"Benison Brothers, Carriage Builders, Leamington, Beg to inform their Customers and Patrons that they have purchased the Works lately occupied by Mulliner & Co Limited in Bedford Street & Portland Road and will be carried on (sic) in connection with their works in Upper Bedford Street.
    Clarendon Avenue Show Rooms Closed from this date lease having expired."
    Notice of dissolution on 19 February 1889 of the partnership between C Hamilton Wood and Herbert H Mulliner in the business of Carriage and Coach builders at no 300 Broad Street Birmingham. The London Gazette, 26 April 1889, issue 25928 page 2349
  3. ^ He married at Lambeg church on 6 April 1899 Adelaide Letitia daughter of John Richardson of Lambeg House Lisburne co Antrim Ireland.(Marriages, Leamington Spa Courier, Saturday 15 April 1899) They were to have three daughters.
  4. ^ Messrs Mulliner’s works in Coventry
    The Coventry Evening Telegraph of Tuesday 25 February 1902 reported that Mulliners had purchased the premises on Stoney Stanton Road built for Mr Hooley’s cycle-tube manufactory where they were erecting new workshops which when complete would cover the area from the canal bank almost to Red Lane. They forecast "Before many months are past 1,000 hands will be employed initially on making gun carriages for the War Office and Admiralty." The railway line was to be extended from the brick works across the highway to the northern end of Mulliner’s works.
  5. ^ Coventry Evening Telegraph Friday 20 February 1903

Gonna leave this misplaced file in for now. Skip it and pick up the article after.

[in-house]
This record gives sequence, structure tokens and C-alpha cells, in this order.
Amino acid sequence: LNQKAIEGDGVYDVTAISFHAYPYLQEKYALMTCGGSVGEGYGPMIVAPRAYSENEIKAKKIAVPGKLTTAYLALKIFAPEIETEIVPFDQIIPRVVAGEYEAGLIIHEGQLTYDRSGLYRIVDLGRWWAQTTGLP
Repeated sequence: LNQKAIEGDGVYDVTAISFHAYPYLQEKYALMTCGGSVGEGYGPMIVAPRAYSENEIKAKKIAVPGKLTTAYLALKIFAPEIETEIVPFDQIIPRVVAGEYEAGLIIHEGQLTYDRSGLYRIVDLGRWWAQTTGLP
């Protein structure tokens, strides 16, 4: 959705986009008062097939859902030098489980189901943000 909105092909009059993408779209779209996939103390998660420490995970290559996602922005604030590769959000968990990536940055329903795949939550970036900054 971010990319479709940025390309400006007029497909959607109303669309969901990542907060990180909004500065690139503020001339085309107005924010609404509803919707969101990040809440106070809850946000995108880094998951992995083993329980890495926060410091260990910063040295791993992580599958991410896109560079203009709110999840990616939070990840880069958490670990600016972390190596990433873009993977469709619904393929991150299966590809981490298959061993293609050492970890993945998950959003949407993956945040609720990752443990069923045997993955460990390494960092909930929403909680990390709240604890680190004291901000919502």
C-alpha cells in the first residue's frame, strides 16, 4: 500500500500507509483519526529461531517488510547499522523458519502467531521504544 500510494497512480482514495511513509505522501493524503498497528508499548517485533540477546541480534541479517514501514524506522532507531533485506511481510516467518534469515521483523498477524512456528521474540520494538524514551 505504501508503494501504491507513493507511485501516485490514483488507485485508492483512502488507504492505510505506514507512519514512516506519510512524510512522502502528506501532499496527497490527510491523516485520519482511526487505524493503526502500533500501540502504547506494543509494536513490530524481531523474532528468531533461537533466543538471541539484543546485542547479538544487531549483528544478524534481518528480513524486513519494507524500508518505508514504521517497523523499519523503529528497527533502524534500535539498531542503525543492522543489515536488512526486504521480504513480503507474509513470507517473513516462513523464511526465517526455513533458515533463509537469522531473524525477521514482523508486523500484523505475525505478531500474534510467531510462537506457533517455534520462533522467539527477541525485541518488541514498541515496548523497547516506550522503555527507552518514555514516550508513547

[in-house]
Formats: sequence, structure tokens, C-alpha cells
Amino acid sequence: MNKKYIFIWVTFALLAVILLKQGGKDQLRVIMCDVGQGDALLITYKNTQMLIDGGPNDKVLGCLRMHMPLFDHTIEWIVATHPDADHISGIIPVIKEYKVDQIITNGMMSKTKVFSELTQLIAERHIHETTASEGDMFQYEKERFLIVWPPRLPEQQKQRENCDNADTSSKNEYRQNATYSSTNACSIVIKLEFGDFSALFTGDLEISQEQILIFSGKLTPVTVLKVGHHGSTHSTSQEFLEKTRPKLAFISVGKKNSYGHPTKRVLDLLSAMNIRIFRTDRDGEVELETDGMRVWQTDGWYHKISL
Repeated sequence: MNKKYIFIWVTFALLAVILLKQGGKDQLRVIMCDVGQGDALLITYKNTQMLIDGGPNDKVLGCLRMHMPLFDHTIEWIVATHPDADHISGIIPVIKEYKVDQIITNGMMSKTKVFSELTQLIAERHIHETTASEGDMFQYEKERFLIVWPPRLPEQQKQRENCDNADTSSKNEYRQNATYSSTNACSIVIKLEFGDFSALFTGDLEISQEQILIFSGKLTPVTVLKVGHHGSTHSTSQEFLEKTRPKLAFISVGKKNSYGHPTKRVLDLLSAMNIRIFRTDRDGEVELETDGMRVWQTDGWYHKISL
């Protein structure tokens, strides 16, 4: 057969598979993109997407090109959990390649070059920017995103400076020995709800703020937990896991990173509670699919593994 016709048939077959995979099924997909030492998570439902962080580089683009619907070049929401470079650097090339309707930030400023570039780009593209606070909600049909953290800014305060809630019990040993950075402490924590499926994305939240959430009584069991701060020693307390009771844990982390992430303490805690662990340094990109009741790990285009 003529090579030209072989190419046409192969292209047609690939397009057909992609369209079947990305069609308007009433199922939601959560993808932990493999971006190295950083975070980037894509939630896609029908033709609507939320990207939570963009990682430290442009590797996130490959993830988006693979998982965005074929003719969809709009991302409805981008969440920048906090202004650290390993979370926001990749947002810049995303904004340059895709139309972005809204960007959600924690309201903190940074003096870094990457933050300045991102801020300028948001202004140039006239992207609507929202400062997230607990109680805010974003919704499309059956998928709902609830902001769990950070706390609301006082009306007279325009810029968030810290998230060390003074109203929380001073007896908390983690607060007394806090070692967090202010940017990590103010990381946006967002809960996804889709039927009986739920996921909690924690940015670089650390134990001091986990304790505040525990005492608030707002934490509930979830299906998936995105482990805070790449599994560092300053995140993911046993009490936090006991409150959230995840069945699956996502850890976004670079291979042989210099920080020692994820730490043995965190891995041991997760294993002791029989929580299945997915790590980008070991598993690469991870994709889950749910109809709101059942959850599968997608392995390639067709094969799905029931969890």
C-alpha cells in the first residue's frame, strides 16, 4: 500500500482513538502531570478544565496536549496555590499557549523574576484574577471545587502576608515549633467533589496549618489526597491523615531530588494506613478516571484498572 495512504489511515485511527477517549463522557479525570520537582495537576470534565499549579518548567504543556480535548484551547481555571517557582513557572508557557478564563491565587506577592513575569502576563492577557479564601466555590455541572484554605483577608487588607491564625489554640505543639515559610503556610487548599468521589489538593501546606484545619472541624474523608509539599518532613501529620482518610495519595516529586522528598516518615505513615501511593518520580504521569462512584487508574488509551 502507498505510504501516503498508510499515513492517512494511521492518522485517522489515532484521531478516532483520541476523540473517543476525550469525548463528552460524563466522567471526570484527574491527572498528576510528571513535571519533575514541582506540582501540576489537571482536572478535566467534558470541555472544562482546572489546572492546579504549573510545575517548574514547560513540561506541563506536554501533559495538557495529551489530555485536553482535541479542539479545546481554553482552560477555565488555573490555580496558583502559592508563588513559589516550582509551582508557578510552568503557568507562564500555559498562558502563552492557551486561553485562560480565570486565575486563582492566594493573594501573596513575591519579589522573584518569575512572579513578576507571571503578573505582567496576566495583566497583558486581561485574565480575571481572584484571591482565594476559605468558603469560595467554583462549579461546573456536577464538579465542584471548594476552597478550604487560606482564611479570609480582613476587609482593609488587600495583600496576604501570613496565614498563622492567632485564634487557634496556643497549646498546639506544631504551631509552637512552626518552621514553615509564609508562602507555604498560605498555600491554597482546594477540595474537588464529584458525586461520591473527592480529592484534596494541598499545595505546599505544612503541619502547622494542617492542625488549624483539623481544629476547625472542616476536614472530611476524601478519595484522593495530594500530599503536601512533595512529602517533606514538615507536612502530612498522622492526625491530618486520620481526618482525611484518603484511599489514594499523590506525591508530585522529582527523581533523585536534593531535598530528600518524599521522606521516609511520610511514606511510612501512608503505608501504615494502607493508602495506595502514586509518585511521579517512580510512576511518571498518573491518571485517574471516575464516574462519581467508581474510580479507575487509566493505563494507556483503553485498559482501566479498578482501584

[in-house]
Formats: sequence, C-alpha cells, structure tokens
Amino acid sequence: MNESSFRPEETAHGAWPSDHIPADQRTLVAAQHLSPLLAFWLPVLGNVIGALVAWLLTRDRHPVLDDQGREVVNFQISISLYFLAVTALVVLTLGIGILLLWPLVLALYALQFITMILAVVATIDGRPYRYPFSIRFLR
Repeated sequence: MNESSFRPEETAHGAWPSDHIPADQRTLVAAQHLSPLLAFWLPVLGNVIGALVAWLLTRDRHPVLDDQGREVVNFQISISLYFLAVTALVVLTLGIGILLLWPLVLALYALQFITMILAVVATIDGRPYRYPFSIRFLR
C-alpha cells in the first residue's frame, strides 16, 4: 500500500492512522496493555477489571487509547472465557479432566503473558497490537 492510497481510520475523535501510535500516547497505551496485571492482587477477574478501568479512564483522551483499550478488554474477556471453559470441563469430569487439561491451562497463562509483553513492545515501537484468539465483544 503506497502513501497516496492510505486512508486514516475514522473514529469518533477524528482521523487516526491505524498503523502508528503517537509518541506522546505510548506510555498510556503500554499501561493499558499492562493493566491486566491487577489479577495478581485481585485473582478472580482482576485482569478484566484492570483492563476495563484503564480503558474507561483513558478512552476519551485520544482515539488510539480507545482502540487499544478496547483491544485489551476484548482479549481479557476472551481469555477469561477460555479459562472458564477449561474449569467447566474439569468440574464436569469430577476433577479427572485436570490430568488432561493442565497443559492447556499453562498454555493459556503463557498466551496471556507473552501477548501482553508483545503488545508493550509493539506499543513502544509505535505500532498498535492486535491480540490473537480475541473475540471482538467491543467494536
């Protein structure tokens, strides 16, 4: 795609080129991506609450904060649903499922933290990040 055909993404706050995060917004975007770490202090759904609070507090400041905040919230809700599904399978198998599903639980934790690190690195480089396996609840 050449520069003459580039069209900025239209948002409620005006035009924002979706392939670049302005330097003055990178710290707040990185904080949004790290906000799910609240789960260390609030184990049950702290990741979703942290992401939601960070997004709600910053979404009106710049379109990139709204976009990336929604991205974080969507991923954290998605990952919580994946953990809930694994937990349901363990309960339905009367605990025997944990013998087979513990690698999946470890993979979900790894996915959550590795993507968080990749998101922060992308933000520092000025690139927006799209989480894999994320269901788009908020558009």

"Mulliner Wigley & Co, carriage manufacturers etc of Coventry and Birmingham is being acquired by Charles Cammell Limited, iron and steel manufacturers of Sheffield"


  1. ^ Censuses 1841 through to 1911, official records of Births Deaths and Marriages 1837 through to 1983
  2. ^ A History of the County of Warwick: Volume 7: The City of Birmingham
  3. ^ Warren, Kenneth (1998). Steel, Ships and Men: Cammell Laird, 1824-1993. Liverpool University Press. p. 124. ISBN 978-0853239222.
  4. ^ A Naval Correspondent (9 June 1909). "Special Articles. Naval Construction in the United Kingdom and Germany, XII.* the Coventry Works". The Times. No. 38981. p. 17. Category: Business and Finance
  5. ^ pages 140-146, Kenneth Warren, Steel, Ships and Men: Cammell Laird, 1824-1993, Liverpool University Press, 1998, ISBN 978-0853239222
  6. ^ "Museum Acquisitions". The Times. No. 40260. 10 July 1913. p. 6.
  7. ^ The collection was sold at Christie's, 10 July 1924 and following days Catalogue of the Important Collection of Old English Furniture, Objects of Art and Tapestry, formed by the late Col. H.H. Mulliner..., removed from Clifton Court, Rugby and Albany, Piccadilly; the collection was catalogued by Margaret Jourdain, writing as "Francis Lenygon", The Late Stuart and Early Georgian Periods. The Decorative Arts in England 1660-1780 (1924); numerous pieces of furniture from the Mulliner collection were illustrated in Percy Macquoid and Ralph Edwards, eds. The Dictionary of English furniture (1927).
  8. ^ a b c d e f Nick Walker. A-Z of British Coachbuilders Bay View Books 1997. ISBN 1-870979-93-1
  9. ^ "Car Body Factory To Close". The Times. No. 54949. 8 December 1960. p. 14.